Martian dust storm covers the entire planet

By Bryan Dyne
25 June 2018

A dust storm on Mars which began three weeks ago has grown to encompass the entire planet. It is comparable in scale to the storm observed by Viking I in 1977, while somewhat more patchy and diffuse than those observed by Mariner 9 in 1971-72 and by Mars Global Surveyor and the Hubble Space Telescope in 2001. What is unique, however, about this storm is that for the first time, researchers have a view of a Martian planet-encircling dust storm both from orbit and from the ground.

There is currently a constellation of six satellites orbiting Mars and analyzing the storm—ExoMars, MAVEN, Mangalyaan, Mars Reconnaissance Orbiter, Mars Express and Mars Odyssey. The Curiosity rover is viewing the storm from the ground while the Opportunity rover, which is solar powered, is currently offline since the dust is blocking the sunlight needed to recharge its batteries. Every one of these robotic explorers is engaged in studying this phenomenon and their combined data will provide the most comprehensive data on Martian weather and climate to date.

A self-portrait of Curiosity at the drilling site known as "Duluth" on the slopes of Mount Sharp. The north-northeast wall and rim of Gale Crater are behind the rover, obscured by atmospheric dust kicked up by the storm. Credit: NASA/JPL-Caltech/MSSS

The storm was first detected by NASA’s Mars Reconnaissance Orbiter as it was approaching Endeavour crater, the site being analyzed by the nearly 15-year-old Opportunity rover. The rover’s team was immediately notified, in the case the storm grew enough to block out sunlight needed to power the rover. The contingency plans proved necessary, as by June 6, power levels on the rover dropped low enough to force it to hibernate.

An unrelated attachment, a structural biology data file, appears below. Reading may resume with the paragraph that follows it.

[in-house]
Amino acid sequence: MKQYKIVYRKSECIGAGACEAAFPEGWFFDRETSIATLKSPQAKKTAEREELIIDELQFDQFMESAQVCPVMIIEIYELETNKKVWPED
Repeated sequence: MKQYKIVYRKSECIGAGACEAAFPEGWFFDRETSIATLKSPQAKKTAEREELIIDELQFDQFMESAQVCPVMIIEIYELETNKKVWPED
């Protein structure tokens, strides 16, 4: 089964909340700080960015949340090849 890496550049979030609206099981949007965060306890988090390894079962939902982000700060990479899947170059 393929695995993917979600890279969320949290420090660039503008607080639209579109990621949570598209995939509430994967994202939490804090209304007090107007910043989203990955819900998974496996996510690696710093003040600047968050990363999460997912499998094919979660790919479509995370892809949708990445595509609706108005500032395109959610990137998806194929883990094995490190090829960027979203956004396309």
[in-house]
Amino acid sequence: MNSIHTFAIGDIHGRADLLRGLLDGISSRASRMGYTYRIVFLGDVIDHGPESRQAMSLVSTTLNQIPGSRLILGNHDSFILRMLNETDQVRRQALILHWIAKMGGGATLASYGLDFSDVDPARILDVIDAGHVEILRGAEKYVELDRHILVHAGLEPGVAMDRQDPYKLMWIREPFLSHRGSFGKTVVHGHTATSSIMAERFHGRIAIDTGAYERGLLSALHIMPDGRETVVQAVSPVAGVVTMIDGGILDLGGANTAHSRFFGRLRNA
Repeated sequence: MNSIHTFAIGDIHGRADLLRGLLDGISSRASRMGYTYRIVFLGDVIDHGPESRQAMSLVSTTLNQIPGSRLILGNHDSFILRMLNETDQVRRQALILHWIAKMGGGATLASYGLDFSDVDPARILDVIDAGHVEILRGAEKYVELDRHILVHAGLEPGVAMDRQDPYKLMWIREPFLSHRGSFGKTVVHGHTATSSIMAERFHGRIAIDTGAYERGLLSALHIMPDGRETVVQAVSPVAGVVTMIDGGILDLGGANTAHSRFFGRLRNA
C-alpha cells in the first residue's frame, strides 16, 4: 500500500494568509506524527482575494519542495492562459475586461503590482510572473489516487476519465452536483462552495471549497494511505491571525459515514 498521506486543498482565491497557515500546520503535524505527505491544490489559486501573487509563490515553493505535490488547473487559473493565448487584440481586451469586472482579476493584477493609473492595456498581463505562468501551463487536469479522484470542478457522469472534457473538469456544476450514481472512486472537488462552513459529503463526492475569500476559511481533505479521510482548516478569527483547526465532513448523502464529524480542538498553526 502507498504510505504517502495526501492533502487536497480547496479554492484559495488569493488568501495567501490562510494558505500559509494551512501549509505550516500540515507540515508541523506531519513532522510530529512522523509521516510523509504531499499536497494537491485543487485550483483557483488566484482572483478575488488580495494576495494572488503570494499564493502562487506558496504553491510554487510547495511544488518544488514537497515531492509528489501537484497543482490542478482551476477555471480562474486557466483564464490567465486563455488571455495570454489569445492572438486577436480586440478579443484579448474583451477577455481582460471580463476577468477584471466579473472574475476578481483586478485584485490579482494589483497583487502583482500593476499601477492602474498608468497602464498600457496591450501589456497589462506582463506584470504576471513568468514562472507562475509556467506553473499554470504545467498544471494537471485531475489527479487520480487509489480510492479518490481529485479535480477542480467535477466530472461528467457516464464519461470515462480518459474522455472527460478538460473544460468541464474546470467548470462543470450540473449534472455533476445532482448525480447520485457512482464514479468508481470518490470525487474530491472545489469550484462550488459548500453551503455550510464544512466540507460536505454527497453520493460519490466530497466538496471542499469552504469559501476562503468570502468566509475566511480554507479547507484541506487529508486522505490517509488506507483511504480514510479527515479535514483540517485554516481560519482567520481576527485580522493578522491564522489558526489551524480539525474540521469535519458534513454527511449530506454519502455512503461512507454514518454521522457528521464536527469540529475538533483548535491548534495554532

This is not the first time Opportunity has been force to suspend operations by Martian weather. In 2007, a previous Martian global dust storm also blocked out enough sunlight to force the rover to go into its emergency power mode. Afterwards, Opportunity and its then still active twin rover Spirit, recovered once the storm subsided. While the current storm is still less powerful than its predecessor, there still a risk that the rover’s small nuclear-powered heaters will not be enough to keep the main batteries warm enough to resume its explorations, a risk that grows every day the storm continues.

Curiosity, which arrived on Mars in 2012, is still fully operational. This rover is too large to be powered by even the most advanced solar panels, and so has a nuclear generator powered by five kilograms of plutonium to provide electrical power. This power source lets the rover continue normal operations, which now include beaming data back to Earth on conditions from the ground as the storm has intensified.

While it will take weeks and months to analyze the different aspects of the data sent by the satellites and rover, scientists on Earth are excited to have such a three-dimensional view of a Martian dust storm. Ever since they were first studied in the 1950s, the storms have been considered one of the primary ways of understanding the red planet’s climate.